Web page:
Even if you’ve been avoiding the depressing evening news and have cut the newspaper from your budget, you’re probably still well aware we’re in the midst of an opioid epidemic.

The signs of the crisis are everywhere—even literally in many pharmacies, where naloxone is advertised as an antidote to opioid overdoses.

Every day, more than 116 people in the United States die after overdosing on opioids. The Centers for Disease Control and Prevention estimates that the total economic burden of prescription opioid misuse in America is $78.5 billion a year, including the costs of health care, lost productivity, addiction treatment and criminal justice involvement.

Signs of a crisis

Those of us who work in senior care environments experience the ripples from the opioid epidemic in ways that are not related to misuse or addiction. The crisis has created challenges with pain management that affect a resident’s quality of life.  

The most obvious impact might be seen in the quality measures. An increased percentage of residents who report moderate to severe pain can reveal inadequate pain management, which requires a careful balance between non-pharmacologic interventions and safe prescribing.

With opioids in the news and increased prescriber scrutiny, physicians are sometimes reluctant to write prescriptions, or are confused by the rules around valid narcotic prescriptions in long-term care. This can lead to undertreatment, or delays in therapy.  

Using opioids as a first-line weapon against pain is not supported by the CDC Opioid Prescribing Guidelines for Chronic Pain, and the benefits of their long-term use are not well supported by the evidence. But when there’s a short-term need, opioids can be vital to relieving acute pain. Clinicians should continue opioid therapy only if there is a clinically meaningful improvement in pain and function that outweighs risks to resident safety.

Another all-too-familiar sign of the crisis is the increased diversion, or theft, of opioids as they become harder to get for those misusing or illegally distributing. Regardless of the method of diversion, resident safety is always at risk. Diversion often involves falsification in documentation that can lead to clinical decisions resulting in unintentional overdose or undertreatment of pain, not to mention the impact on the regulatory and financial outcomes of the facility.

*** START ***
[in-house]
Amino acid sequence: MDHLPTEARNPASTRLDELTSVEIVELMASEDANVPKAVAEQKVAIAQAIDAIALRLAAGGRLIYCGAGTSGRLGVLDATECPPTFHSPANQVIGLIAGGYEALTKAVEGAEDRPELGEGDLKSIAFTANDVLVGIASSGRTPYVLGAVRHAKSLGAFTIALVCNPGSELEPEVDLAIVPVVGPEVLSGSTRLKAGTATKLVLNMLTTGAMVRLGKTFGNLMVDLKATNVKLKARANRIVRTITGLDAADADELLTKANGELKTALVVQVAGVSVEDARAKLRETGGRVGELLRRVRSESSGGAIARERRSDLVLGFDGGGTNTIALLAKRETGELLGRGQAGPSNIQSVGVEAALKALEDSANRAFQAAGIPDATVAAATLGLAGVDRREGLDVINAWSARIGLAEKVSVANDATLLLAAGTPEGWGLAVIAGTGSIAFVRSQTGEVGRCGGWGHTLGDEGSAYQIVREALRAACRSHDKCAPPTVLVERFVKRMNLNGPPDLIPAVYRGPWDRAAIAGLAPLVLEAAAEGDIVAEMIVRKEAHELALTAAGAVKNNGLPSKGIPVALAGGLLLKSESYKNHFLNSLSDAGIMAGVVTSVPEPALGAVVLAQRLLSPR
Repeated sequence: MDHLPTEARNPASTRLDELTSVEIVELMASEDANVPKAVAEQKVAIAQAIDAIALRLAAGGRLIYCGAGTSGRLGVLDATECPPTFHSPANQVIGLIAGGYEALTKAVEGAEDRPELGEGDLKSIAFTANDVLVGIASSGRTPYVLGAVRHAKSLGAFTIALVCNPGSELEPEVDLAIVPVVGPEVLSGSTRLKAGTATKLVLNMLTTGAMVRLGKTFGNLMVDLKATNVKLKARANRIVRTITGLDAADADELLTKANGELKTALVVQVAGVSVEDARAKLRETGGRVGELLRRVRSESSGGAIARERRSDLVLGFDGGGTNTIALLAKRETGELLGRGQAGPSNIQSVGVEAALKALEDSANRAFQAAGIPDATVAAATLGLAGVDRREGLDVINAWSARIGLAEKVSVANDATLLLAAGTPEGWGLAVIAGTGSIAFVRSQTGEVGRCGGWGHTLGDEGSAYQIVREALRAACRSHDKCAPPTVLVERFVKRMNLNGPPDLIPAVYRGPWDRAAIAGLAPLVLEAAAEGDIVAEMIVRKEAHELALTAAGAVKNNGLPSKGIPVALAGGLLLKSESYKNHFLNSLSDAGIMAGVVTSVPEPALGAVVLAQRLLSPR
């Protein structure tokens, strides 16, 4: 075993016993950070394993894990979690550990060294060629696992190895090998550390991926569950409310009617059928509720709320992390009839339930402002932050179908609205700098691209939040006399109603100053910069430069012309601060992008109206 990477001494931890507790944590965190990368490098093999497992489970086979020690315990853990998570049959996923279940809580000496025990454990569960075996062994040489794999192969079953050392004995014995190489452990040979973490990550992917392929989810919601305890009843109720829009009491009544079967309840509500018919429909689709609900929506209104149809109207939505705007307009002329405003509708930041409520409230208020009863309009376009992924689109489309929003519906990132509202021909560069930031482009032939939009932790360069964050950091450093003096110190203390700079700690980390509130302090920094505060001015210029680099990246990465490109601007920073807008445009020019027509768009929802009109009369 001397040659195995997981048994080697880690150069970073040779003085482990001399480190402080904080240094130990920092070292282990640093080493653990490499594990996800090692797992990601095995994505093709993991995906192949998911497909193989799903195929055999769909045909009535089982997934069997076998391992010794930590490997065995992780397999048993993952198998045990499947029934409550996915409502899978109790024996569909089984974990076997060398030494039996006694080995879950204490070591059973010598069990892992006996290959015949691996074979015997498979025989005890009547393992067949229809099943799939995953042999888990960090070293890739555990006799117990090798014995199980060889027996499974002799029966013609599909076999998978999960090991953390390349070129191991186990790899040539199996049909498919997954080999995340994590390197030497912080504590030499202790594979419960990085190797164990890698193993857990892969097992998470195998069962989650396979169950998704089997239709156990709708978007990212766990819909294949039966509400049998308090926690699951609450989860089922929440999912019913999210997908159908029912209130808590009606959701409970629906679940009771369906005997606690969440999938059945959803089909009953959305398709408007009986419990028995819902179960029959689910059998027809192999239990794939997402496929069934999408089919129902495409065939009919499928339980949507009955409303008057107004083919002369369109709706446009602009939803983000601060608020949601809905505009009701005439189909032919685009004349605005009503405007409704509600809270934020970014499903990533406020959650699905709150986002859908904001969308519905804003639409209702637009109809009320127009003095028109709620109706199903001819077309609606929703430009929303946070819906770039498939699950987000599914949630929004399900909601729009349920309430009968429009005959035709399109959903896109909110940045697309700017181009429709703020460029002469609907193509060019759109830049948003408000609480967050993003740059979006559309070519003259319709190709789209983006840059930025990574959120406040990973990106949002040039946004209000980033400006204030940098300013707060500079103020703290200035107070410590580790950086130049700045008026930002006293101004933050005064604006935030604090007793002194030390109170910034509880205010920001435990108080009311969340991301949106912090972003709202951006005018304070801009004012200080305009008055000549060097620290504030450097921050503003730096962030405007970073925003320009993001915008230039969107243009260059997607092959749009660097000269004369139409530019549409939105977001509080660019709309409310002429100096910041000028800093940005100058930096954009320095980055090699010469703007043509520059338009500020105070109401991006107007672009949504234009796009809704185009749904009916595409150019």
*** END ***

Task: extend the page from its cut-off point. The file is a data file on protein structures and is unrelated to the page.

How pharmacy partnership can help

The word “epidemic” alone tells us that the ripple effect of the opioid crisis is a huge problem in senior care that no one can or should tackle alone. That’s what makes this the perfect opportunity for providers to engage their pharmacy partners to help in some very important ways:

  • Medication management — Pharmacists are experts in medication safety and can assist with recommendations around the best treatment and monitoring parameters. Pharmacy nurses are experts in setting up safe medication management systems. Working together, they can guide facilities on how to use pharmacy data and reports to identify residents at risk for adverse events, or to detect potential diversion.
  • Policies and procedures — Pharmacists and pharmacy nurses can also assist in the development of policies and procedures around pain management and controlled medications. Some opioids, such as the fentanyl patch, need its own guidelines to ensure safe and effective use.
  • Opioid education — Pharmacy partners can also help educate the facility’s interdisciplinary team on the scope and impact of the opioid crisis. We can help prescribers and nurses become more familiar with the CDC’s prescribing guidelines, and provide nurses with education on pain assessment or coding tips for the MDS, which drive the quality measure. We can teach direct care staff, residents and family members about the use of medications and how to recognize an opioid adverse event, and show them great tools that can assist with this monitoring. Pharmacists can also collaborate with therapists in making recommendations for non-pharmacologic modalities.
  • Narcotic reconciliation—In addition to practicing multifaceted approaches to good pain management, facilities need to have a strong system in place to account for the receipt and disposal of controlled medications, with sufficient detail to enable an accurate reconciliation. This is a regulatory requirement under F755, Pharmacy Services.

We also recommend that the pharmacist regularly evaluate the facility’s completion of a periodic reconciliation, and ensure it maintains an accurate account of all controlled medications. To help guide nurses through the narcotic reconciliation process, we have developed an audit tool. If—or rather, when—there are signs of diversion, your pharmacy partner should be there to guide you through the next steps.

The opioid epidemic is one of the most serious challenges this country faces, with far-reaching effects that ripple deep into senior care. By leveraging the expertise and experience of pharmacy partners, facilities can ensure residents receive safe, adequate and effective pain management—which ultimately is the only outcome that truly matters.

Terri Fagan is the director of clinical services at Consonus Pharmacy. Melissa Chase is the director of nurse consulting at  Consonus Pharmacy.